Tuesday, March 22, 2016


Prime Minister Narendra Modi will soon visit Brussels, Washington and Riyadh. While the visit to Belgium to attend the European Union-India summit and announce the restart of Free Trade Agreement negotiations is long overdue, and the visit to the U.S. for the Nuclear Security Summit is an old calendar commitment, it is the visit to Saudi Arabia that makes the loudest statement on Mr. Modi’s foreign policy agenda this year.
Elevating ties
In bilateral terms, Mr. Modi’s Riyadh stop has numerous possibilities. The first is the elevation of ties between the two countries that Foreign Minister Adel al-Jubeir spoke of during his visit to Delhi earlier this month. This involves upgrading three key agreements — the energy security partnership of 2008, the strategic partnership of 2010 (which has included robust anti-terror cooperation), and the defence partnership of 2014, signed just months before the Modi government was sworn in — and melding them to form the basis of a new relationship.
The second possibility, which is equally important, is improving the trade and investment relationship. Bilateral trade at about $40 billion (lower this year because of falling oil prices) must be built beyond its current oil dependence, say officials, and India is keen to see Saudi investments in India on a par with its expectations from the United Arab Emirates. Perhaps this is why Mr. Modi has chosen to stop at Riyadh first, even though he had committed to visiting two of Saudi Arabia’s rivals, Israel and Iran, at the earliest.
Finally, there are emerging avenues for partnerships that the two countries want to explore. As oil revenues are lower, Saudi Arabia is keen to project itself as a ‘kingdom of dreams’, a hub for manufacturing and technology. In particular, the Saudi government is pitching its mega project, the King Abdullah Economic City, with a deep-sea port as a connector between the East and the West, and wants India to see it as a gateway to its new forays into Africa.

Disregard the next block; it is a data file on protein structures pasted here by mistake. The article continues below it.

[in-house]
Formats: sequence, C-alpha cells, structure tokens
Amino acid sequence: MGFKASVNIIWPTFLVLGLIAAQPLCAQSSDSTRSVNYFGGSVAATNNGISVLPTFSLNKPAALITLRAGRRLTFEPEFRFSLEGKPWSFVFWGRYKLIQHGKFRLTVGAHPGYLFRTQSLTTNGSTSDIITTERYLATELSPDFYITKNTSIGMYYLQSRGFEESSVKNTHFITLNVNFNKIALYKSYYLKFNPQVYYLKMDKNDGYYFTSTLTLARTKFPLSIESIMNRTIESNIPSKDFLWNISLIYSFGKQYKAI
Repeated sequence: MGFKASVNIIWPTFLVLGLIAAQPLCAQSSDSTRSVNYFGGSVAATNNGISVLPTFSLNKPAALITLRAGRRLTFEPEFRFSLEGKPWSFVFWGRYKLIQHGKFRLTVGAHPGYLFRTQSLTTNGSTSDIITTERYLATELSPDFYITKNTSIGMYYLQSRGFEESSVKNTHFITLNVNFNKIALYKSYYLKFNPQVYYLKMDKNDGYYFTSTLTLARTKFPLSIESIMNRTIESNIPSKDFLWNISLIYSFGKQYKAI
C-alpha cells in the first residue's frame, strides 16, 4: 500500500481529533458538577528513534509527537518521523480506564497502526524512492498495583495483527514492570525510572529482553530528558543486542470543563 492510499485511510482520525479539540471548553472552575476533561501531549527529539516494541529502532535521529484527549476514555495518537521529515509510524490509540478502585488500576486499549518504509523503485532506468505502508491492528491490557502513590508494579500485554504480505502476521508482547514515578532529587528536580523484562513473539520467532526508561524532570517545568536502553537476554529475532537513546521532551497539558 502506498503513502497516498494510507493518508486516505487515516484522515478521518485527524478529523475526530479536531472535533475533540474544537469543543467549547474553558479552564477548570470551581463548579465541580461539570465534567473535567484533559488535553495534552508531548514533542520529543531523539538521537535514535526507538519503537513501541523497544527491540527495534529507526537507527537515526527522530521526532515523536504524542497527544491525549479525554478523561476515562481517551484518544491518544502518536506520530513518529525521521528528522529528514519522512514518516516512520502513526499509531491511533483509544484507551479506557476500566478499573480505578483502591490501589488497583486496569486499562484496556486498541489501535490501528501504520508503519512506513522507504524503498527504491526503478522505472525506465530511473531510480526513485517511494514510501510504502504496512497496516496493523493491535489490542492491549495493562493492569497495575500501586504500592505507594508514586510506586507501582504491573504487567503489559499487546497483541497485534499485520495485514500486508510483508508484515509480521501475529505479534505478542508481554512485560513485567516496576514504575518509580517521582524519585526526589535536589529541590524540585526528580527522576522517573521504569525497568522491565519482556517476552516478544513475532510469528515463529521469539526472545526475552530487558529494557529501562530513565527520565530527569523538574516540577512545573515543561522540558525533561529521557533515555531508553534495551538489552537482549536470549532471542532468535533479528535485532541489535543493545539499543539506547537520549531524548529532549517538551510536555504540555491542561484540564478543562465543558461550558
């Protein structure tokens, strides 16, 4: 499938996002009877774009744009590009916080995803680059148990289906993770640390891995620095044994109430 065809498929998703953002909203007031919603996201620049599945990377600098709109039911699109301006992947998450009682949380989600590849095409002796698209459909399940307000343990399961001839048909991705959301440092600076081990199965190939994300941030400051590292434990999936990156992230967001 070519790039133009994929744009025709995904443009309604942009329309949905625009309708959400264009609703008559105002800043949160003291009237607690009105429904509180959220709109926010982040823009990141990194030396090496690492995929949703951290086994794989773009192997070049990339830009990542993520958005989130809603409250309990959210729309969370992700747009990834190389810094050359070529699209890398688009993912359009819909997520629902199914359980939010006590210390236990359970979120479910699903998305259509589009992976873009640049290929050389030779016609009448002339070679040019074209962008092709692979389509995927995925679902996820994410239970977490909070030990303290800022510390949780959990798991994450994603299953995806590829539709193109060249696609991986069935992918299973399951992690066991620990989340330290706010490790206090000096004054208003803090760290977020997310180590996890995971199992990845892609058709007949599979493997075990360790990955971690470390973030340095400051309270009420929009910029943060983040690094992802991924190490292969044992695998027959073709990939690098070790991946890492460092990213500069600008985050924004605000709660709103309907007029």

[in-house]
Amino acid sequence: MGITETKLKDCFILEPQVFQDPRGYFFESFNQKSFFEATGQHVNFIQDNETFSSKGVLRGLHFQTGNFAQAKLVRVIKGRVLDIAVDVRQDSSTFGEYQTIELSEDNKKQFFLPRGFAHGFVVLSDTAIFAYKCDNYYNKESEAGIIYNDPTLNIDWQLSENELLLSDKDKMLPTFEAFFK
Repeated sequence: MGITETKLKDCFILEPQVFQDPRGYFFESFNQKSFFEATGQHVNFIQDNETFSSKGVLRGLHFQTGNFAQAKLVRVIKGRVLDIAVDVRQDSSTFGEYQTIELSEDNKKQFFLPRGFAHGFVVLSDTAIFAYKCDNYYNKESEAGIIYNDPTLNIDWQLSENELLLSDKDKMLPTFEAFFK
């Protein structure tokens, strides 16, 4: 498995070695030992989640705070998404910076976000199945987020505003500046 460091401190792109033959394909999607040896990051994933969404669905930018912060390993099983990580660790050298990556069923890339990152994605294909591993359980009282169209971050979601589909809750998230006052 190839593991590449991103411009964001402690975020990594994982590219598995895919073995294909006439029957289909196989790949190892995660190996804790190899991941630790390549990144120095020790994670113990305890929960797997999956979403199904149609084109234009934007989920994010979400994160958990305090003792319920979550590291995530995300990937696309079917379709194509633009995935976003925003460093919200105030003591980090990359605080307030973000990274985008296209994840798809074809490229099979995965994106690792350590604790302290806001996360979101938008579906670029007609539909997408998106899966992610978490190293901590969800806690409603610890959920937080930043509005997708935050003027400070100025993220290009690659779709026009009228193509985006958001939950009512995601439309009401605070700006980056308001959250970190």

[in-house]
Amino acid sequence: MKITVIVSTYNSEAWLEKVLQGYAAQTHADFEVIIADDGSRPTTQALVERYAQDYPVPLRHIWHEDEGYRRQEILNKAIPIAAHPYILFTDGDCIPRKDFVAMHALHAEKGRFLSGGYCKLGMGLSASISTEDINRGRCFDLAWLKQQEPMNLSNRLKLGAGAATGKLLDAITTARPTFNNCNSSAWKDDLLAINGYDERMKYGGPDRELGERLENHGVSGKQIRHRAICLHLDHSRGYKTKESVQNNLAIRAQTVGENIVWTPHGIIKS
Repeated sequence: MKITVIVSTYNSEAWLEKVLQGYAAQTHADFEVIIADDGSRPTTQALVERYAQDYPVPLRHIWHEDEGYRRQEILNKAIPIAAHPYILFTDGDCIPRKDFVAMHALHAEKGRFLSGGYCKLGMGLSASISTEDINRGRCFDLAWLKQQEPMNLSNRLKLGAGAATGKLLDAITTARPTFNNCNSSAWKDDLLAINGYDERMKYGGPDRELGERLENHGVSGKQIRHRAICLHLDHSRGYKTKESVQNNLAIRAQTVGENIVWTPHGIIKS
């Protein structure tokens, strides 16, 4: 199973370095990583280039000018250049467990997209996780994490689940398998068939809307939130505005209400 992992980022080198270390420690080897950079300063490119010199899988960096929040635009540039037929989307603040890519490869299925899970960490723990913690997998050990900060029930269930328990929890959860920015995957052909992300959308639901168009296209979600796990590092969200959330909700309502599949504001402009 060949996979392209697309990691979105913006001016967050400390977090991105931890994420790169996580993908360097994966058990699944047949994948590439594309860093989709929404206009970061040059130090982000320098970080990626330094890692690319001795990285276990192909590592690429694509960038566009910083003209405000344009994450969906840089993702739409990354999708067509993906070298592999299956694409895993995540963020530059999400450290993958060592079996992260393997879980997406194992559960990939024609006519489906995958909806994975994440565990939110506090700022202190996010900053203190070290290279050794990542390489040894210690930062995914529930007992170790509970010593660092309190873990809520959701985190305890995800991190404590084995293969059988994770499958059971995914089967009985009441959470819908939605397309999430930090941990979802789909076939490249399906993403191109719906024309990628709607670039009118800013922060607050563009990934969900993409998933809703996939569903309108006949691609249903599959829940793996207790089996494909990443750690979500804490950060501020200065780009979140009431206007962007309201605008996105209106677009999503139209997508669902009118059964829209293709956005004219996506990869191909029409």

Given that nearly half of India’s seven million-strong Gulf diaspora works in Saudi Arabia, with families back in India dependent on them, India is keen to see new jobs created for them. It is no secret that both countries would like to move away from the conventional image of exploited Indian labourers living in regimented Saudi labour camps. “This is far from the reality of the three million-plus Indians who live and work in Saudi Arabia,” says former Indian Ambassador to Saudi Arabia Talmiz Ahmad. “Many of them are top-end engineers and managers in Saudi projects, and it is unfortunate that a few horrific incidents and criminal acts involving Indians are extrapolated to represent the whole reality.” The truth is that recent negative reports — of a housemaid’s hand being severed in Saudi Arabia allegedly by her employer, or of the Saudi diplomat accused of keeping maids as sexual slaves in Delhi — have cast a shadow on ties, and had forced the Prime Minister to put off his visit to Riyadh more than once. Instead, both governments want to add a more positive and modern gloss to their ties. It is no coincidence that scientific and mathematical collaborations between Indian and Saudi Arabian researchers have seen the sharpest increase in the past few years.